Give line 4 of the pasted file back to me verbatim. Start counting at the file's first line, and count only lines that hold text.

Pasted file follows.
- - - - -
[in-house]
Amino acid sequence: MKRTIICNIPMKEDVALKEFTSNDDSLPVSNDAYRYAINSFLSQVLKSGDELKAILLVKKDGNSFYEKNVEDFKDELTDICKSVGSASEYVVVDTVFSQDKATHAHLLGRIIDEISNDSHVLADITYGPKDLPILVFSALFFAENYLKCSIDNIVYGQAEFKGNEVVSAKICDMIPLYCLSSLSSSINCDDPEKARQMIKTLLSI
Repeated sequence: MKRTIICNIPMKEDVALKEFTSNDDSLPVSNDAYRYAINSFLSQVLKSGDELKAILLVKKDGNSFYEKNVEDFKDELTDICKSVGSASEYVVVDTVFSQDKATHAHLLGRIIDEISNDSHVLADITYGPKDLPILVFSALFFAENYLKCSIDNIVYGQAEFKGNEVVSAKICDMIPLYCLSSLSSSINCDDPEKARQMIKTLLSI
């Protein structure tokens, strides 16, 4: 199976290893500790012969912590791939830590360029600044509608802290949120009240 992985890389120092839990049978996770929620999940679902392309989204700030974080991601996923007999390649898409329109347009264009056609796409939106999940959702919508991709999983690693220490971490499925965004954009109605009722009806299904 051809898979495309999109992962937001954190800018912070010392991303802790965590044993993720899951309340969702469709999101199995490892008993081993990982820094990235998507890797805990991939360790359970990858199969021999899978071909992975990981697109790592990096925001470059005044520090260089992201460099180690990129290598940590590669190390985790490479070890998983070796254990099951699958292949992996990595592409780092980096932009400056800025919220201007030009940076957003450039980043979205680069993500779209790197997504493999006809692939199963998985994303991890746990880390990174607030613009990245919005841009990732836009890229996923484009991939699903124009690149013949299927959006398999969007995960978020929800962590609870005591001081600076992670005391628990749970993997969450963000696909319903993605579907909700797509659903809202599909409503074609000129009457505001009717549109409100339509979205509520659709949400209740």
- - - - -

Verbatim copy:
């Protein structure tokens, strides 16, 4: 199976290893500790012969912590791939830590360029600044509608802290949120009240 992985890389120092839990049978996770929620999940679902392309989204700030974080991601996923007999390649898409329109347009264009056609796409939106999940959702919508991709999983690693220490971490499925965004954009109605009722009806299904 051809898979495309999109992962937001954190800018912070010392991303802790965590044993993720899951309340969702469709999101199995490892008993081993990982820094990235998507890797805990991939360790359970990858199969021999899978071909992975990981697109790592990096925001470059005044520090260089992201460099180690990129290598940590590669190390985790490479070890998983070796254990099951699958292949992996990595592409780092980096932009400056800025919220201007030009940076957003450039980043979205680069993500779209790197997504493999006809692939199963998985994303991890746990880390990174607030613009990245919005841009990732836009890229996923484009991939699903124009690149013949299927959006398999969007995960978020929800962590609870005591001081600076992670005391628990749970993997969450963000696909319903993605579907909700797509659903809202599909409503074609000129009457505001009717549109409100339509979205509520659709949400209740």